Saturday, May 16, 2009

Beauty and "The Beast"

"Your beauty should not come from outward adornment, such as braided hair and the wearing of gold jewelry and fine clothes.

Instead, it should be that of your inner self, the unfading beauty of a gentle and quiet spirit, which is of great worth in God's sight.”

--1 Peter 3:3&4

CJ decided to dress (and dress up) RJ2 this morning. It's one of those days that's looking like rain, which would put the girls inside for the day. So, why not have some fun early?!

When RJ2 came to the breakfast table, via scooter--of course--she made quite an entrance.

"Look at my ponies!!!" she said.

CJ was quite pleased. A tri-pony do with multiple layers of clips and colorful bands--woo, girl!!

It's funny how, as girls, we latch on to this notion that we need to dress ourselves up. But, we grow into that mode so easily, with dolls to dress and groom, fancy shoes and purses for special occasions, watching mom put on makeup. All that is the stuff of pure girly innocence! But there is a plethora of other enticing examples in this world in which beauty has been turned inside out, stretched and formed, fashioned and molded (and I'm speaking literally, in some cases!), modeled and flaunted.

* * *

A friend shared that a friend of hers recently took some hits for saying that her daughter enjoyed an afternoon of play with fairies, because fairies aren't the stuff to which young would-be Christian girls should be exposed.


What happens if we don't let our girls play and imagine, develop their voices, learn to speak to others, use their brains to create?

What happens if we don't let our girls play with their sister's hair, learn to share, to patiently sit for their ponies, to love on one another?

What happens if we don't teach our girls about true beauty and let "the Beast" that is the world and its marketing enterprise distort what is so simply and perfectly laid before them and within them?

The inner beauty of a gentle, quiet spirit is not formed on one Saturday morning in the "hair salon" or in one afternoon in the fairy village.

And God can use both these experiences--and many more to come--in developing the beauty he created and continually sees in His children.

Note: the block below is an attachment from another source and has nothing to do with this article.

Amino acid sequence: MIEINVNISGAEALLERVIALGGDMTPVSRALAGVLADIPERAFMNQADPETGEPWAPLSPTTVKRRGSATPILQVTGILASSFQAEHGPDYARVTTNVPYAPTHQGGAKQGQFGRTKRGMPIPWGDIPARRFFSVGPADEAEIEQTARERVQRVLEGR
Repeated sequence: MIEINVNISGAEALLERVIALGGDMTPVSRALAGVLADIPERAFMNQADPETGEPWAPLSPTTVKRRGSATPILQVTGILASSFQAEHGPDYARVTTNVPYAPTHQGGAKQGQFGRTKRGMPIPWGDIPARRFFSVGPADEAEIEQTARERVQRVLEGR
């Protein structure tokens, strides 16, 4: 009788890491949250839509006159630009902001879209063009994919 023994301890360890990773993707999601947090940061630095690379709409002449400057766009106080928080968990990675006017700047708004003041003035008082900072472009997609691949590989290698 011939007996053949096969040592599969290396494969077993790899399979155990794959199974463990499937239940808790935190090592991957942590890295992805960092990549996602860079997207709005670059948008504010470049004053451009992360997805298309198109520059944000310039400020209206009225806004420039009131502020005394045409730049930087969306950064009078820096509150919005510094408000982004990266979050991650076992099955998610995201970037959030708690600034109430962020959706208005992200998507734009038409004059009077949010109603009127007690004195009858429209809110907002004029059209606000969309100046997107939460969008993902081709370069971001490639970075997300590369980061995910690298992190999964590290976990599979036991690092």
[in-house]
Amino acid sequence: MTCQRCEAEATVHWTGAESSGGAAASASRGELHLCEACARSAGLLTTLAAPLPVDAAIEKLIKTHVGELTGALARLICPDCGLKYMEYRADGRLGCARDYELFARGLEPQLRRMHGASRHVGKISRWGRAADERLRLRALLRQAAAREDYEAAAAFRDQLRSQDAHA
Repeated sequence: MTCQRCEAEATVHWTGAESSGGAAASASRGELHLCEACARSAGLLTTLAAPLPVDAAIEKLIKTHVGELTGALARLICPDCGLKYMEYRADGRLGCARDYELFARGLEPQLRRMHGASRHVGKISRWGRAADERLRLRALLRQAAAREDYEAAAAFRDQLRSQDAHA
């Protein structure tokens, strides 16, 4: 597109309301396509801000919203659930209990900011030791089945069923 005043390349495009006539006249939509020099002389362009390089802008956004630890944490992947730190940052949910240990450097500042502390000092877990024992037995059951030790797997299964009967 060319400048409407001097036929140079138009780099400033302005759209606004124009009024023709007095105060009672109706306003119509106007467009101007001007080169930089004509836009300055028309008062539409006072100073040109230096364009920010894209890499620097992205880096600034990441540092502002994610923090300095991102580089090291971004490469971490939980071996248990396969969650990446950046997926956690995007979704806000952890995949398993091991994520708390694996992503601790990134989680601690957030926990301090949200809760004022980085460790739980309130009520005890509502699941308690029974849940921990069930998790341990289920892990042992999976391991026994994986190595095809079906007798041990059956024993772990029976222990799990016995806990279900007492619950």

Chatty Kelly said...

I remember when my Gigi was little, she came down one morning wearing pretend high heel shoes & curlers in her hair and says "I'm a mom!" What?? I don't wear my heels in the house, and I've NEVER worn curlers in my hair!! Yet somehow intuitively they know that dress up is fun stuff.

Who knows, CJ may grow up to be a hairdresser for the Lord, just like in our Biblestudy. :-)

Leslie said...

This makes me smile:-) Over the years I've been told that I need a daughter and that I'm girly challenged because I can't do hair. If one my students hands me a hair clip that has fallen out of her hair, I am all thumbs trying to put it back in! I can't even do my own hair!

If Jesus is our King, aren't we His princesses? What is wrong with innocent pretend play?! I was playing some classical music during playtime yesterday, and one of my little girls was twirling around saying she was a ballerina and a princess. I was thinking, "You go girl!"

The Patterson 5 said...

We love the girly dress up stuff over here! Just this weekend Beth was "dressed" for a dance and the leader put body glitter on her forehead as adornment! Beth was thrilled! I think God smiles on our femininity (sp?) He made us girls...His princesses, in fact!

Beverlydru said...

Beautiful post, beautiful girl. You are such an encourager. I'm also a big believer in an active imagination. My favorite games as a child were simply acting out what was in my head. Toys weren't nearly as valuable as the dress-up box.